A flue-gas desulphurisation (FGD) system is installed in the boiler of a thermal power plant (TPP) to absorb the sulphur content from the emissions, thereby reducing sulphur dioxide (SOx) emissions. The cost economics of FGD installation in TPPs depends on various factors, including plant size and the chosen technology. Typically, the cost of an FGD system varies from Rs 1.9 million-Rs 9 million per MW as per the tenders issued by NTPC to various suppliers.
Studies done by ICRA Limited demonstrate that the installation of FGDs in TPPs will entail an investment of about Rs 5 million-Rs 6 million per MW. Moreover, there would be additional energy charges towards the reagent consumption. Generating stations will also have to be shut down for two to three months for the installation of an FGD system. Wet FGD systems are the most efficient in reducing SOx emissions compared to other FGD systems. However, the capital and O&M costs for wet systems are relatively higher than other systems. As per a study conducted by an independent agency, the O&M cost for FGD units is estimated at Rs 500,000-Rs 600,000 per MW per annum. A wet FGD system would have to incur costs for reagent (limestone), water consumption and disposal of the by-product (gypsum). Besides, installation of an FGD system would increase the auxiliary consumption of a power plant, with estimates ranging from 1-2 per cent as given by various independent power producers and agencies. Overall, the additional capital expenditure required for FGD along with the higher O&M cost and higher auxiliary consumption is expected to increase the levelised cost of generation by 15-16 paise per unit.
Trend in FGD tendering cost
The cost of an FGD system varies from as low as Rs 1.9 million per MW (NTPC – Super Thermal Power Project Telangana) to as high as Rs 9 million per MW (NTPC – Steel Authority of India Limited) as per the tenders issued by NTPC to various suppliers such as Bharat Heavy Electricals Limited, General Electric Power and Larsen and Toubro. The variation can be attributed to the size of the unit, the number of units in the project, the vintage of the project and its location. The cost for units larger than 500 MW have largely been in the range of Rs 4.2 million–Rs 5.3 million per MW.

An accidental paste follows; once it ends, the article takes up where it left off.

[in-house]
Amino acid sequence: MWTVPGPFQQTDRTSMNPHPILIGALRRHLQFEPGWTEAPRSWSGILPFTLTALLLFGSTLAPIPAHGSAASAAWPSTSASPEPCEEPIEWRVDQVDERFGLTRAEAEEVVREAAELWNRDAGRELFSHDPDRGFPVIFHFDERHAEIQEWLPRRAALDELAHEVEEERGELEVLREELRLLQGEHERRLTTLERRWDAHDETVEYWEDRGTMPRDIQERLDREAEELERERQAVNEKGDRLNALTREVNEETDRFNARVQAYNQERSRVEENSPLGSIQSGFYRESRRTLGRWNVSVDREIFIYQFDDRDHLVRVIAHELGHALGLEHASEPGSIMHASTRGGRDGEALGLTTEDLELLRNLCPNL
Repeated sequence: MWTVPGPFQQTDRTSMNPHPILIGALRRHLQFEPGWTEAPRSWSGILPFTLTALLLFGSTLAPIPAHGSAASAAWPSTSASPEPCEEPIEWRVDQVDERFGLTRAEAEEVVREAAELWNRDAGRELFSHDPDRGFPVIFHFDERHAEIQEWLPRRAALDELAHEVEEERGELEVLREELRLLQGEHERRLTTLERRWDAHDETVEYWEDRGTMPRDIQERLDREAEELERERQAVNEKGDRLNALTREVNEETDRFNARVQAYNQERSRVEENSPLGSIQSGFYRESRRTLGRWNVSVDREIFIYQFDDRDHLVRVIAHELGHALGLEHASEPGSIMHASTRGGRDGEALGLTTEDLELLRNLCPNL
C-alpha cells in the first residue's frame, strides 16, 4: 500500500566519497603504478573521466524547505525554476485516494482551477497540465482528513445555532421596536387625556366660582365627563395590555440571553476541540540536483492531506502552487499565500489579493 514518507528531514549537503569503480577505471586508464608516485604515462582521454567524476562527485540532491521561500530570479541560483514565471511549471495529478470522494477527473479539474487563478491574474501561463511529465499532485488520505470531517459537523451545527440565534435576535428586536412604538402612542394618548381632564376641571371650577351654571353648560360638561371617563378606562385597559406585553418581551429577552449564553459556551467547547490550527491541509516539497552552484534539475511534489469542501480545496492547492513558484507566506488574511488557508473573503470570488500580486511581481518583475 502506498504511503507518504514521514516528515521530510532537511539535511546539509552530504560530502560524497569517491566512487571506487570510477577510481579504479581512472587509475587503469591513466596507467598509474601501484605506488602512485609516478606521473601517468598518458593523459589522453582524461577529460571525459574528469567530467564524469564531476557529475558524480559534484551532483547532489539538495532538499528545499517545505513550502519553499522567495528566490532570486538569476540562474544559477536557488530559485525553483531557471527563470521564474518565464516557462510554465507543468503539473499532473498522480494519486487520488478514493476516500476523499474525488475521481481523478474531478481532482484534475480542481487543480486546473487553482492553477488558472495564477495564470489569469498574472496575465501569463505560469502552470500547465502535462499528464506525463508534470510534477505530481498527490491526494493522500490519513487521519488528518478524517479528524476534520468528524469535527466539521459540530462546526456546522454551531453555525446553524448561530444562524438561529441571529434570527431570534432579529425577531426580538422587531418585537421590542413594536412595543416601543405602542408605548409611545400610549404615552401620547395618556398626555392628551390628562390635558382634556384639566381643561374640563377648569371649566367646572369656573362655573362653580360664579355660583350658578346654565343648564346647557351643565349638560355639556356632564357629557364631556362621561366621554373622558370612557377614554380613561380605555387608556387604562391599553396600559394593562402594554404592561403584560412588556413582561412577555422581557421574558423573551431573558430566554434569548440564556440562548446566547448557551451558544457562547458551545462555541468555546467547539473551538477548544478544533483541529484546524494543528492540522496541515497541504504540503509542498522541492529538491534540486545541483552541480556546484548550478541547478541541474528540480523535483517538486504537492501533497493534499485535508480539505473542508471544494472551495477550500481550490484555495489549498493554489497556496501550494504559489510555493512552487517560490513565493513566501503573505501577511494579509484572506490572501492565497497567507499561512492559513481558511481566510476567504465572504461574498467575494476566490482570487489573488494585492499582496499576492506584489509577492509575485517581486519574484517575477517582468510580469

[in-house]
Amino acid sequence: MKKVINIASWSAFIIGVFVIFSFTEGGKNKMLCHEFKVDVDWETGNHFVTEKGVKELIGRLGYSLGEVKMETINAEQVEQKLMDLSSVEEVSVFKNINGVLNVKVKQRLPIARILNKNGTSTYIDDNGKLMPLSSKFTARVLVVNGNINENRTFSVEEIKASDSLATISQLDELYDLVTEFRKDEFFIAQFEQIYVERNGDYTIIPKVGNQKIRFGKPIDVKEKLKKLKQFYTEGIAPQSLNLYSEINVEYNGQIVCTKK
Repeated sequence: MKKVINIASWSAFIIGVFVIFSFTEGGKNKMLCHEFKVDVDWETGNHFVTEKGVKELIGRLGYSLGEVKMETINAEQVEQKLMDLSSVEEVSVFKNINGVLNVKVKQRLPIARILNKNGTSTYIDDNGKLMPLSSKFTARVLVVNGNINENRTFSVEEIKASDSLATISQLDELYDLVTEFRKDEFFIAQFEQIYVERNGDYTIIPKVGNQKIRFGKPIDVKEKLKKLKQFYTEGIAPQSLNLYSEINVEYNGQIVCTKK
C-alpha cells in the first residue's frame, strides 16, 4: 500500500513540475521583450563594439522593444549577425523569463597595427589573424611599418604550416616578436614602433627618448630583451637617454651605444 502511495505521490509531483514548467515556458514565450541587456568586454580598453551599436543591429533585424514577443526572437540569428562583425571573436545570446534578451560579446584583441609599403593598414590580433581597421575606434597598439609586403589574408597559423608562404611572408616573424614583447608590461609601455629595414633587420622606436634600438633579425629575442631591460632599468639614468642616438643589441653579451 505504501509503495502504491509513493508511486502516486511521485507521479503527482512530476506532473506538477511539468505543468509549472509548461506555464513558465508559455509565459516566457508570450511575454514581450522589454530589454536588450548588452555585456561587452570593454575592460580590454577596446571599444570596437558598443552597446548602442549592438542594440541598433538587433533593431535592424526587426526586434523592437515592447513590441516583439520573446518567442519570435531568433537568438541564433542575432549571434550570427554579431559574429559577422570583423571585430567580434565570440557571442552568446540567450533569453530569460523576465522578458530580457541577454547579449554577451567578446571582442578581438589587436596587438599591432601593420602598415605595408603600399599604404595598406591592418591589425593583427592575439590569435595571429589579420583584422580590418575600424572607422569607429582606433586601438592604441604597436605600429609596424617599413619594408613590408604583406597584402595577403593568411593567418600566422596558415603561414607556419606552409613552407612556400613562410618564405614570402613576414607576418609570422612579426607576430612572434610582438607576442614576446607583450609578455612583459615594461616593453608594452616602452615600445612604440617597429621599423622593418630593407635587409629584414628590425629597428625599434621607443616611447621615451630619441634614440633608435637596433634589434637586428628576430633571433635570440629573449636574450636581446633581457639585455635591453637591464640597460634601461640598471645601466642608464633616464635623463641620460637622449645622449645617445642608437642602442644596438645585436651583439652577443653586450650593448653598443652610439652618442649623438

Issues and challenges
The key challenge in implementation lies with financing, especially given the large stressed thermal assets. The dearth of suppliers with adequate capacity is another issue. Many of the older coal-based units are also likely to face challenges due to non-availability of space for installing the FGD systems. The efficiency of FGD systems is likely to be affected at lower loads. Moreover, increase in auxiliary consumption because of FGD could impact the overall plant availability. The Central Electricity Regulatory Commission released a staff paper in September 2020 wherein it proposed a mechanism to recover the cost incurred to comply with the revised emission norms under the change in law. The tariff compensation assumes the time required for recovery of the costs to be over 25 years. Consequently, the returns for the developers with plants having a remaining useful life of less than 25 years could be adversely impacted. Moreover, the lack of adequate power purchase agreements (PPAs) remains a concern. An operational thermal capacity of close to 20 GW in the country does not have long-term PPAs.
The Ministry of Power and the Central Electricity Authority are holding regular meetings with financial institutions to ease and enable debt-based funding for TPPs so that they can allocate it towards the installation of FGD systems. Meanwhile, power plant developers are also exploring the possibilities of partial and combined FGD. n
Based on a presentation by Sabyasachi Majumdar, Senior Vice-President, ICRA Limited at a recent Power Line conference